Guns At Last: Indian Army Is Finally Getting New Artillery Guns It Desperately Needs

by Prakhar Gupta - May 21, 2017 12:40 PM
Guns At Last: Indian Army Is Finally Getting New Artillery Guns It Desperately NeedsM777 howitzers manufactured by BAE Systems.
Snapshot
  • With over three different types of guns ordered and indigenous initiatives taken up, India seems well on its way to plug the critical gaps in the Army’s firepower.

The Indian Army on Thursday received the first two of the 145 M777 Ultra-Light Howitzers (ULH) ordered from the United States, the first batch of new artillery units that the country has bought after it imported Bofors guns from Sweden starting 1986. The delivery of these guns, first addition to the Indian artillery strength in over 30 years, brings an end to what is termed as the ‘Bofors jinx’.

Manufactured by BAE Systems, the guns were bought by India in a $737 million deal inked in November 2016. Of the 145 guns sold to India under the Foreign Military Sales programme of the US government, 25 will be imported and the remaining assembled in India in partnership with the Mahindra group.

The purchase of these guns was a part of the Army’s wider strategy, drawn in the Field Artillery Rationalisation Plan of 1999, aimed at acquisition of 3,000 modern artillery systems of various types, to equip its 220 artillery regiments by 2027.

Over a decade and a half later, the plan has finally begun to materialise. But what delayed the acquisition of new artillery guns for over 30 years?

In 1986, the Congress government under Rajiv Gandhi signed a $285 million deal with Swedish arms company Bofors for supply of 410 155mm Howitzer field guns. About a year later, a report by the Swedish Radio claimed that Bofors had paid kickbacks to officials and politicians in India to make sure that the deal went through. The scandal brought down the Congress government of the time and derailed acquisition plans for decades to come.

Scandals surrounding other major global artillery manufacturers at that time, such as South African Denel and Singapore Technology Kinetic, further punched gaping holes in the Army's long-range firepower.

However, Prime Minister Narendra Modi came to office with plans of modernising the armed forces and was quick to act on the Army’s plan to acquire the M777 Howitzers, one that was announced in 2006 and was repeatedly delayed during the rule of Congress-led United Progressive Alliance government.

The M777 ULHs, which weighs only about 4,000 kg, will serve a special purpose for the Army. Due to their low weight, these guns can be transported using CH-47 Chinook helicopters, C-17 Globemaster and the C-130 Hercules aircraft or on trucks. They can easily be airlifted to mountainous regions along India’s border. While India already operates C-17 Globemaster and the C-130 Hercules aircraft, it has ordered 15 CH-47 Chinook helicopters from the United States.

During the Kargil War, when Pakistani intruders captured peaks along the Srinagar Leh Highway and bombarded Indian positions, the Army brought about 250 Bofors howitzers into the game. The guns played a vital role in destruction of enemy defences and suppression of enemy artillery in the mountainous terrain, enabling ground troops to climb steep peaks and recapture them.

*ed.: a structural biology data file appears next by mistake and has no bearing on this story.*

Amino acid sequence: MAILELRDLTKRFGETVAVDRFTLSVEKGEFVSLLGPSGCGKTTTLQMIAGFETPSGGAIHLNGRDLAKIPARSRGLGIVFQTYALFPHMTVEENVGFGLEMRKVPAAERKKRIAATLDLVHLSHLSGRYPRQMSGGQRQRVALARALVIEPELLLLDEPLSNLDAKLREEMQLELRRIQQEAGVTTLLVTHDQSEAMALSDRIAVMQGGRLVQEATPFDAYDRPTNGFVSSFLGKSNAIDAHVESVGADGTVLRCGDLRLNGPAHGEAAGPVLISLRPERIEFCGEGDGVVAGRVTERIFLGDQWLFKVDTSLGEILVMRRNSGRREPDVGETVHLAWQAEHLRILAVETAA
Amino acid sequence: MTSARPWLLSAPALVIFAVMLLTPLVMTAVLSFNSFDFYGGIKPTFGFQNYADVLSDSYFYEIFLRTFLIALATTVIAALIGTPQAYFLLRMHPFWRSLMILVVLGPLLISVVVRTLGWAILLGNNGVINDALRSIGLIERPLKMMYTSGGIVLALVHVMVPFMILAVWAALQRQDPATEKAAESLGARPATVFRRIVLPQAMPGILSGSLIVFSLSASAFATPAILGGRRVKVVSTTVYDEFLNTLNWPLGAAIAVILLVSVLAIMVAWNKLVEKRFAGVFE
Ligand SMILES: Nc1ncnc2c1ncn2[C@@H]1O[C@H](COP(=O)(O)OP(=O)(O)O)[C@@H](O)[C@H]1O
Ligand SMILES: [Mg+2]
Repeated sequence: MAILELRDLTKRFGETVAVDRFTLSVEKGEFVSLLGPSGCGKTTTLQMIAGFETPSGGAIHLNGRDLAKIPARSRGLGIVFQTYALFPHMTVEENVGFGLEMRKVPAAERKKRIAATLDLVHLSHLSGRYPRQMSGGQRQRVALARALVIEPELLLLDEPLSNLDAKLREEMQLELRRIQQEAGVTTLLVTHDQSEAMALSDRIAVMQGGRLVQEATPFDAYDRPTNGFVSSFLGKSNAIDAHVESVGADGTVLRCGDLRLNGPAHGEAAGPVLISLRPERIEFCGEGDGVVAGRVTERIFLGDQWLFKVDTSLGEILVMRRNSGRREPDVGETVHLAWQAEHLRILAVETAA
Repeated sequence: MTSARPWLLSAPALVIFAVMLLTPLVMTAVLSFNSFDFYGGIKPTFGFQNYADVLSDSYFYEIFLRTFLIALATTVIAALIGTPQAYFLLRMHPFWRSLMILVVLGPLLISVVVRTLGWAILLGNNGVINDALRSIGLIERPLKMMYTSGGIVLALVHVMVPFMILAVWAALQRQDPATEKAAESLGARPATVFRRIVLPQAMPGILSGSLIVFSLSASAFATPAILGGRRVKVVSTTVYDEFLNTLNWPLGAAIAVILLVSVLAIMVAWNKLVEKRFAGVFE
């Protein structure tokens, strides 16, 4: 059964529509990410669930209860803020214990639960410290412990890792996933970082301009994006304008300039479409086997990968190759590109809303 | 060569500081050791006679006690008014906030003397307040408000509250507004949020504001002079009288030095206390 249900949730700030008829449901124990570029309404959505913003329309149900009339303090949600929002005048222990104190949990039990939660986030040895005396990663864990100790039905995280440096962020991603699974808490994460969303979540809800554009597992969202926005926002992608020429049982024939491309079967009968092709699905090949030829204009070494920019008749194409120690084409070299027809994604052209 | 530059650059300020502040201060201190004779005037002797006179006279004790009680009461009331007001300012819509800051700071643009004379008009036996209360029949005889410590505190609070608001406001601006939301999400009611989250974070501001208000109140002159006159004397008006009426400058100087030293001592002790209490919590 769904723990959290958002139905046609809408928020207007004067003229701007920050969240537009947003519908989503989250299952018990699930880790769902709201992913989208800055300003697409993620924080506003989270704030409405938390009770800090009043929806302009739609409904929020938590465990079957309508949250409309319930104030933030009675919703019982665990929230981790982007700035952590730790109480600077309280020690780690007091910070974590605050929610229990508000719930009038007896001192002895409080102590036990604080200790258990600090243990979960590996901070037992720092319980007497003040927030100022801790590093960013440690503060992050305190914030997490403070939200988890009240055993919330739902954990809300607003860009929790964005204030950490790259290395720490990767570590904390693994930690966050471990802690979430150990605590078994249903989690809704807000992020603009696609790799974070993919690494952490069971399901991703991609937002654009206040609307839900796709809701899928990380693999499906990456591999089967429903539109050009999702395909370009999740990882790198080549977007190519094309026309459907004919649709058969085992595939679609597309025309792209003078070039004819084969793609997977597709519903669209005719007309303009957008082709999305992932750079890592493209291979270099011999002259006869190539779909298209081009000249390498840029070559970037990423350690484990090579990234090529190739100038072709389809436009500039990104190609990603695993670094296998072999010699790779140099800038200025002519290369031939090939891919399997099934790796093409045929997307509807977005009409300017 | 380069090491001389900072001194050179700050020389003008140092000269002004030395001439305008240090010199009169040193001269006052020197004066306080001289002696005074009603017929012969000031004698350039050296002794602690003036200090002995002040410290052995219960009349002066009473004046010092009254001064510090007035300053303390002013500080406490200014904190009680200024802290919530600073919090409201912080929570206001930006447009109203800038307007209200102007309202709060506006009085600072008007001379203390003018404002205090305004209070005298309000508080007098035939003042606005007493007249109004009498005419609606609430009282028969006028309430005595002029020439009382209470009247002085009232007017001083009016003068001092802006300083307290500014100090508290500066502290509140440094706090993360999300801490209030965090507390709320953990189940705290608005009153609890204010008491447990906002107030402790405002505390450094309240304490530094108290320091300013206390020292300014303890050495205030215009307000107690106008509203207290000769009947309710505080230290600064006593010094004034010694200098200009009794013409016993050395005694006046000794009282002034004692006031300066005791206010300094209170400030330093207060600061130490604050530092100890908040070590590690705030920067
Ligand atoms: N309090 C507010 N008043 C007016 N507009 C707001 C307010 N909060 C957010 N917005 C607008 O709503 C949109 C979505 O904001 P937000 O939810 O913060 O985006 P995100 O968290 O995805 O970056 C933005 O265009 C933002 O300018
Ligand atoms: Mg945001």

The M777s are expected play the same role in such future conflicts. Reports suggest that the guns will equip the new 17 Mountain Strike Corps. This strike corps is being raised for the China front and is expected to be in place by 2021.

However, 145 M777s are not sufficient. The Artillery Rationalisation Plan calls for induction of around 3,000 guns. To this end, India has undertaken acquisition of two other guns - the 155mm/45-calibre Dhanush howitzers and 155mm/52-caliber K9 Vajra-T artillery gun.

The Dhanush has been designed and produced indigenously by the Defence Research And Development Organisation (DRDO) and is based on the Bofors gun. The gun was first test-fired in 2011 and over 80 per cent of its components are indigenous. The Army will reportedly procure 414 of these guns in the initial phase. These guns are primarily meant to replace the ageing Bofors howitzers.

The K9 Vajra-T artillery gun, of which India is procuring 100 at a cost of nearly Rs 4,500 crore under its ‘Buy Global’ programme, will be manufactured by Larsen and Toubro and South Korean defence major Hanwha Techwin (HTW). The delivery of these guns is expected to begin in 18 months from L&Ts manufacturing facilities, including a new Armoured Systems Complex at Hazira in Gujarat.

The armoured corps of the army require artillery guns that can move fast and keep up with tanks and personnel carrier. As the K-9 Vajra are mounted on a tracked vehicle, they can keep up with other vehicles in the armoured corps.

Meanwhile, DRDO has developed another indigenous gun, the 155-mm/52-calibre Advanced Towed Artillery Gun System (ATAGS). The gun successfully completed engineering trials last year and was showcased at this year's Republic Day parade. These guns will be assembled in collaboration with the Kalyani Group and Tata.

With over three different types of guns ordered and indigenous initiatives taken up, India seems well on its way to plug the critical gaps in the Army’s firepower.

Prakhar Gupta is a senior editor at Swarajya. He tweets @prakharkgupta.



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